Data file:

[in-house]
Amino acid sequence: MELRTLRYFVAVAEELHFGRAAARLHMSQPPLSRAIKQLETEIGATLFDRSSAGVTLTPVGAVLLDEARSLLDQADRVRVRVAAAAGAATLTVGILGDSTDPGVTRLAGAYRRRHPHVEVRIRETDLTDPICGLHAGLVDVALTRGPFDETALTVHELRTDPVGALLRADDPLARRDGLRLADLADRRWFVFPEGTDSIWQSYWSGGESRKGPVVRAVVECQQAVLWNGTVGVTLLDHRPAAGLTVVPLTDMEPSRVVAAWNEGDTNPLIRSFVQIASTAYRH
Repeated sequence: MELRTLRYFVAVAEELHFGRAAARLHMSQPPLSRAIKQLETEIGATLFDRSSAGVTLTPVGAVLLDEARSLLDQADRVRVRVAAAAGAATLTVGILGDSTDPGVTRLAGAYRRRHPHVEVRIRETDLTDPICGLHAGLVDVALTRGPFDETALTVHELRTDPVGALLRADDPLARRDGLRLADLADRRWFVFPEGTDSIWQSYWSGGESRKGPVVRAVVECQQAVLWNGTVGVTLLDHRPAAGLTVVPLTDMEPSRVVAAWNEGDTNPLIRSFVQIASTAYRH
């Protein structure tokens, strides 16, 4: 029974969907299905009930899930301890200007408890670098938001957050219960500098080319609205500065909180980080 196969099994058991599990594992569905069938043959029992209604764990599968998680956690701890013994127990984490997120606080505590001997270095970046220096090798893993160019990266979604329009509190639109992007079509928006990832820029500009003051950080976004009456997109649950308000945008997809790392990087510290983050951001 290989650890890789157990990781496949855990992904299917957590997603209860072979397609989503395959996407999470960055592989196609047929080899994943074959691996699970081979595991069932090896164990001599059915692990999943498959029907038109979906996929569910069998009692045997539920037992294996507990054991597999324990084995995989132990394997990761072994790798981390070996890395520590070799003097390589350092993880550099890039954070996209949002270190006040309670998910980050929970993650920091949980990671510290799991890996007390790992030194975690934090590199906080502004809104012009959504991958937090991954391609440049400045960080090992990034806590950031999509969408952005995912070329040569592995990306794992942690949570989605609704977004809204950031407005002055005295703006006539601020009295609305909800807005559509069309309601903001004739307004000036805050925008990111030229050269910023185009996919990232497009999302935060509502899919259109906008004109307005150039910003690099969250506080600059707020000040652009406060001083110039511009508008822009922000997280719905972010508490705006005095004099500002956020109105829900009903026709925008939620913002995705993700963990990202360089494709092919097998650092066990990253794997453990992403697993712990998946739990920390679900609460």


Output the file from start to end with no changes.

[in-house]
Amino acid sequence: MELRTLRYFVAVAEELHFGRAAARLHMSQPPLSRAIKQLETEIGATLFDRSSAGVTLTPVGAVLLDEARSLLDQADRVRVRVAAAAGAATLTVGILGDSTDPGVTRLAGAYRRRHPHVEVRIRETDLTDPICGLHAGLVDVALTRGPFDETALTVHELRTDPVGALLRADDPLARRDGLRLADLADRRWFVFPEGTDSIWQSYWSGGESRKGPVVRAVVECQQAVLWNGTVGVTLLDHRPAAGLTVVPLTDMEPSRVVAAWNEGDTNPLIRSFVQIASTAYRH
Repeated sequence: MELRTLRYFVAVAEELHFGRAAARLHMSQPPLSRAIKQLETEIGATLFDRSSAGVTLTPVGAVLLDEARSLLDQADRVRVRVAAAAGAATLTVGILGDSTDPGVTRLAGAYRRRHPHVEVRIRETDLTDPICGLHAGLVDVALTRGPFDETALTVHELRTDPVGALLRADDPLARRDGLRLADLADRRWFVFPEGTDSIWQSYWSGGESRKGPVVRAVVECQQAVLWNGTVGVTLLDHRPAAGLTVVPLTDMEPSRVVAAWNEGDTNPLIRSFVQIASTAYRH
């Protein structure tokens, strides 16, 4: 029974969907299905009930899930301890200007408890670098938001957050219960500098080319609205500065909180980080 196969099994058991599990594992569905069938043959029992209604764990599968998680956690701890013994127990984490997120606080505590001997270095970046220096090798893993160019990266979604329009509190639109992007079509928006990832820029500009003051950080976004009456997109649950308000945008997809790392990087510290983050951001 290989650890890789157990990781496949855990992904299917957590997603209860072979397609989503395959996407999470960055592989196609047929080899994943074959691996699970081979595991069932090896164990001599059915692990999943498959029907038109979906996929569910069998009692045997539920037992294996507990054991597999324990084995995989132990394997990761072994790798981390070996890395520590070799003097390589350092993880550099890039954070996209949002270190006040309670998910980050929970993650920091949980990671510290799991890996007390790992030194975690934090590199906080502004809104012009959504991958937090991954391609440049400045960080090992990034806590950031999509969408952005995912070329040569592995990306794992942690949570989605609704977004809204950031407005002055005295703006006539601020009295609305909800807005559509069309309601903001004739307004000036805050925008990111030229050269910023185009996919990232497009999302935060509502899919259109906008004109307005150039910003690099969250506080600059707020000040652009406060001083110039511009508008822009922000997280719905972010508490705006005095004099500002956020109105829900009903026709925008939620913002995705993700963990990202360089494709092919097998650092066990990253794997453990992403697993712990998946739990920390679900609460």